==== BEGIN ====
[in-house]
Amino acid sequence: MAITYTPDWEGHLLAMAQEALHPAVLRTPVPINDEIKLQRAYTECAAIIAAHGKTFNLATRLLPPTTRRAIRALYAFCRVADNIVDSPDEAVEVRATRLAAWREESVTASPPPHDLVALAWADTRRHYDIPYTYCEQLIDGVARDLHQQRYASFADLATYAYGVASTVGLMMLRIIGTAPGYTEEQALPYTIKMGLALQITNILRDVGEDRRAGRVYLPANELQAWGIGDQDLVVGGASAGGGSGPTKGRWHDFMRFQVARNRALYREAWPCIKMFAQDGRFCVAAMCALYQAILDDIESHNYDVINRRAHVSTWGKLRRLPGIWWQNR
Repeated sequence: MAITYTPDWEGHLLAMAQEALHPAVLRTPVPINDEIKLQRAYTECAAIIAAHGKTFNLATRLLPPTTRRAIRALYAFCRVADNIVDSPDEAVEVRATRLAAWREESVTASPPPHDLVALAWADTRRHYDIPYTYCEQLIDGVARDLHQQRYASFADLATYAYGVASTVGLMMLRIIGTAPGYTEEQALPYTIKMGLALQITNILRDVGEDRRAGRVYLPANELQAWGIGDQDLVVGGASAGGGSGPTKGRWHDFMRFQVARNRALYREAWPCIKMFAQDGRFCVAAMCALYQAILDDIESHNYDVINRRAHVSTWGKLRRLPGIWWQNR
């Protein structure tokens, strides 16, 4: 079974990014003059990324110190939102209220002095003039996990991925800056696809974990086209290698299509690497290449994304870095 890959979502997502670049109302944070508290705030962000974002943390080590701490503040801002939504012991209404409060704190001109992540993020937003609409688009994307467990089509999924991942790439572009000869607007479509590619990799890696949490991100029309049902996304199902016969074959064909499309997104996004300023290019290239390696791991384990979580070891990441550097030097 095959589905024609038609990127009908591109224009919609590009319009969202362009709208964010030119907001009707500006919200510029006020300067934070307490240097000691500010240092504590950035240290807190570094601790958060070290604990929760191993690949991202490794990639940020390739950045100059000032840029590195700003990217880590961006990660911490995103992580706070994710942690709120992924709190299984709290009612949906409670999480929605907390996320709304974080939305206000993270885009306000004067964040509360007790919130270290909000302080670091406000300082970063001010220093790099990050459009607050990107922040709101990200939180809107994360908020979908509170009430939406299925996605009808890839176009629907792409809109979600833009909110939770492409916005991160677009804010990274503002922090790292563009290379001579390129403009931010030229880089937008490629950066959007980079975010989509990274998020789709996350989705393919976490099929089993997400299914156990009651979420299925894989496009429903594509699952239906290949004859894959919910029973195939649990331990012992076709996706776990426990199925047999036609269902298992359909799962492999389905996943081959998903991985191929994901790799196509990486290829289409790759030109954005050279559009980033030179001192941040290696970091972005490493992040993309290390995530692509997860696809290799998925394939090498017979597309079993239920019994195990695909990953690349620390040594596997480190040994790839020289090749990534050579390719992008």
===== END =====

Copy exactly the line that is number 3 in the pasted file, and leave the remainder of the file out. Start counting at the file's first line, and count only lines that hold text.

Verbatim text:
Repeated sequence: MAITYTPDWEGHLLAMAQEALHPAVLRTPVPINDEIKLQRAYTECAAIIAAHGKTFNLATRLLPPTTRRAIRALYAFCRVADNIVDSPDEAVEVRATRLAAWREESVTASPPPHDLVALAWADTRRHYDIPYTYCEQLIDGVARDLHQQRYASFADLATYAYGVASTVGLMMLRIIGTAPGYTEEQALPYTIKMGLALQITNILRDVGEDRRAGRVYLPANELQAWGIGDQDLVVGGASAGGGSGPTKGRWHDFMRFQVARNRALYREAWPCIKMFAQDGRFCVAAMCALYQAILDDIESHNYDVINRRAHVSTWGKLRRLPGIWWQNR